Review: The Trouble with Love in the Movies by Rob Harris


Karen Krizanovich on Rob Harris’ candid film world biography that encompasses love, tragedy and six movies across three continents

Rob Harris isn’t here to tell you how powerful he is. “Unit publicist is neither a power position nor a creative one. It is a position of access… to deliver the right message to the right people…and tread lightly through minefields of conflicting agendas among stars, filmmakers and executives.” A celebrated Hollywood publicist, Harris is part of, as Joni Mitchell once sang, “the star-making machinery”. But he writes more as a foot soldier in the filmmaking army that costs millions and employs thousands with an aim to entertain billions. With egos, careers and fortunes at stake, the unit publicist holds the hand, soothes the brow and buries the bodies if necessary. They’re the happy face of a fragile, glamorous business.

maybe with a little practice I could have satisfying flings and still stay married. Look at the French!

Harris isn’t here to dish the dirt either – not that he doesn’t know the dirt. His first on-set memoir, Unexposed Film: A Year on Location, was praised for deft insights from actors and creatives while probing his role in the process. His latest, The Trouble with Love in the Movies, emphasises personal over professional. He is achingly aware of the questionable decisions he makes while working so far from home. All the people he writes about are real and if he dishes the dirt on anyone, he dishes it on himself. Inspired by Chatwin and Theroux, Harris also channels Joseph Heller. Considering his marriage, Harris writes, “It wasn’t too late to reconcile myself to the sanctuary of marriage. Mine wasn’t so bad. It was just unfulfilling. What is fulfilment? Getting up every morning should be fulfilling enough. Did I want to have affairs? Could I handle that? …maybe with a little practice I could have satisfying flings and still stay married. Look at the French!”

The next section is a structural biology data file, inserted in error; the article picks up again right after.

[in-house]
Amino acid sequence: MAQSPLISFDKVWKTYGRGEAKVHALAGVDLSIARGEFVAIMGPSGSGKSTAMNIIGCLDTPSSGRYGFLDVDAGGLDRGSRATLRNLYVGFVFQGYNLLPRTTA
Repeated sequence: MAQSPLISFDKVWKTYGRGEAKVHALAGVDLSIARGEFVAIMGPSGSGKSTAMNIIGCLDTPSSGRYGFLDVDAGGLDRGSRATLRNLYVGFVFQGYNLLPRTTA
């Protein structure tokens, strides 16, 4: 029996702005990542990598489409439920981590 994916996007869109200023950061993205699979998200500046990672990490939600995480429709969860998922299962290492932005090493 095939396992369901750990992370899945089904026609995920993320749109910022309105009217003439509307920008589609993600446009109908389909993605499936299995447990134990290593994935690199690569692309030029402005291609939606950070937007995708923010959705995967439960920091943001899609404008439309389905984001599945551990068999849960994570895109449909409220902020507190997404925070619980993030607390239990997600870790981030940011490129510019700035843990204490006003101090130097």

Rob Harris on set

Harris began his career as a freelance TV writer before sliding into film publicity. His life is not without tragedy; suffering the untimely loss of his first wife and watching the failing health of his son. Telling the tale from within, as it happens, shows how one man learns to live with bad things and their outcome. Harris does find love again and his sons went on to form The X Ambassadors, a band with a huge international following. On set for blockbusters and critical favourites such as Gladiator, Black Swan, World War Z, The Bucket List among others, Harris’ ability to deftly juggle new colleagues, locations and overlords is impressive. He travels a lot and meets a lot of people. “I remember the year by locations. Grand Junction, Colorado. I took a hundred-mile drive to Wyoming one weekend for Cheyenne Frontier Days. Weekends were the hardest. What was her name? Donna? Donna from Houston. She taught me the Texas two-step in a dance hall. She taught me to move on.” Malta to New York, LA to Johannesburg, Mexico to Morocco and more. Like the old vaudeville plate-spinner, Harris runs from pole to pole as each piece of porcelain starts to wobble – star crisis, personal wreckage or set politics. Don’t expect celebrity tidbits, although there are a few, such as Brad Pitt’s on-set flatulence (hey, he’s only human). Harris gives us insight too into the making of Syriana with George Clooney, the difficulties of Hotel Rwanda and how Blood Diamond starring Leonardo DiCaprio got made against the odds.

Favouring professional montage punctuated by personal revelation, Harris is a kind of showbiz everyman, alternatively flying and stumbling in a job where neuroses are the norm. Although a useful read for those interested in film publicity, it is more about the art of working under pressure while sustaining a real personal life. In an email interview, Harris said he wanted this book to concentrate on connections. “Relationships are our greatest teachers. I wanted to share what I’d learned not only from primary relationships but from the ones you form in sort of battlefield conditions with fellow itinerant workers in film production.” From within a glitzy and demanding career, Harris opens his heart to show us what it’s like to be a man who loves to be in love and who learns not to fear its cost. C